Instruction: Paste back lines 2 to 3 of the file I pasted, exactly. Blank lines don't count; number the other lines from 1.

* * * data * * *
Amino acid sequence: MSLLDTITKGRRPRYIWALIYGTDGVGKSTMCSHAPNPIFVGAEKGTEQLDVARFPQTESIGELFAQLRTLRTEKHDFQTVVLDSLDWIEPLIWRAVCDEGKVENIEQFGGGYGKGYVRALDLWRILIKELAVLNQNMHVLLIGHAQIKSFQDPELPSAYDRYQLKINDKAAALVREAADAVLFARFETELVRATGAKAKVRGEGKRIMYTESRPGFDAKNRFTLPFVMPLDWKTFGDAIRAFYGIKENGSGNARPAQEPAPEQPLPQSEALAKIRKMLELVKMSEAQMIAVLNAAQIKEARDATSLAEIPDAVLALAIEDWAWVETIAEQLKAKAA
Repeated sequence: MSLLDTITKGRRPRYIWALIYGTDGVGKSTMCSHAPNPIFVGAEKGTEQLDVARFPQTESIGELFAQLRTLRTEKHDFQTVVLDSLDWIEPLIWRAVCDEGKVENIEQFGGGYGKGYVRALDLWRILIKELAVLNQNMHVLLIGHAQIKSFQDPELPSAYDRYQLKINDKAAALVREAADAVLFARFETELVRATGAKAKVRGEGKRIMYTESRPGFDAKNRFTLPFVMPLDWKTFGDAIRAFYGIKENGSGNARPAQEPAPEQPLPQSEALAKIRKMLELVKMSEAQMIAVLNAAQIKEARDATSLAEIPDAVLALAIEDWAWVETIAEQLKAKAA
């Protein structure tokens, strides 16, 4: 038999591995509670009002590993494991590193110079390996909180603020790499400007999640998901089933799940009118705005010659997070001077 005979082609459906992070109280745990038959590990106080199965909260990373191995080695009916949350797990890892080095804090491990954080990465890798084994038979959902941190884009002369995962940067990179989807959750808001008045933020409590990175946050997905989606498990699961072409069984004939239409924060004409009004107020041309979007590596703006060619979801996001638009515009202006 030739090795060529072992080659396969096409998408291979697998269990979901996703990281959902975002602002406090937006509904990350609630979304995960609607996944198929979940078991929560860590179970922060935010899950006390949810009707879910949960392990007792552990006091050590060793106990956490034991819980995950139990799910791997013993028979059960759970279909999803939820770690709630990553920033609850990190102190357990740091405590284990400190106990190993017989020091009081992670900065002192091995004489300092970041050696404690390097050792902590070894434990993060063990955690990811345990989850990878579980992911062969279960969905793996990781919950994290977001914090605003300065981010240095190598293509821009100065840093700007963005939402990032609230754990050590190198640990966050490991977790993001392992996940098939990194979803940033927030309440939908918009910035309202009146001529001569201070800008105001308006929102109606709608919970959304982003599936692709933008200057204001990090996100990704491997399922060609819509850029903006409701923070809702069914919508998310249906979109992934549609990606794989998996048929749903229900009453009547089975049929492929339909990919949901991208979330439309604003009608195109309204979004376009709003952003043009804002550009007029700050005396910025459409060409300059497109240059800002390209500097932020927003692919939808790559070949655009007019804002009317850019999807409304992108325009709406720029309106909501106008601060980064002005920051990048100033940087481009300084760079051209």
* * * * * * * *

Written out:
Repeated sequence: MSLLDTITKGRRPRYIWALIYGTDGVGKSTMCSHAPNPIFVGAEKGTEQLDVARFPQTESIGELFAQLRTLRTEKHDFQTVVLDSLDWIEPLIWRAVCDEGKVENIEQFGGGYGKGYVRALDLWRILIKELAVLNQNMHVLLIGHAQIKSFQDPELPSAYDRYQLKINDKAAALVREAADAVLFARFETELVRATGAKAKVRGEGKRIMYTESRPGFDAKNRFTLPFVMPLDWKTFGDAIRAFYGIKENGSGNARPAQEPAPEQPLPQSEALAKIRKMLELVKMSEAQMIAVLNAAQIKEARDATSLAEIPDAVLALAIEDWAWVETIAEQLKAKAA
């Protein structure tokens, strides 16, 4: 038999591995509670009002590993494991590193110079390996909180603020790499400007999640998901089933799940009118705005010659997070001077 005979082609459906992070109280745990038959590990106080199965909260990373191995080695009916949350797990890892080095804090491990954080990465890798084994038979959902941190884009002369995962940067990179989807959750808001008045933020409590990175946050997905989606498990699961072409069984004939239409924060004409009004107020041309979007590596703006060619979801996001638009515009202006 030739090795060529072992080659396969096409998408291979697998269990979901996703990281959902975002602002406090937006509904990350609630979304995960609607996944198929979940078991929560860590179970922060935010899950006390949810009707879910949960392990007792552990006091050590060793106990956490034991819980995950139990799910791997013993028979059960759970279909999803939820770690709630990553920033609850990190102190357990740091405590284990400190106990190993017989020091009081992670900065002192091995004489300092970041050696404690390097050792902590070894434990993060063990955690990811345990989850990878579980992911062969279960969905793996990781919950994290977001914090605003300065981010240095190598293509821009100065840093700007963005939402990032609230754990050590190198640990966050490991977790993001392992996940098939990194979803940033927030309440939908918009910035309202009146001529001569201070800008105001308006929102109606709608919970959304982003599936692709933008200057204001990090996100990704491997399922060609819509850029903006409701923070809702069914919508998310249906979109992934549609990606794989998996048929749903229900009453009547089975049929492929339909990919949901991208979330439309604003009608195109309204979004376009709003952003043009804002550009007029700050005396910025459409060409300059497109240059800002390209500097932020927003692919939808790559070949655009007019804002009317850019999807409304992108325009709406720029309106909501106008601060980064002005920051990048100033940087481009300084760079051209």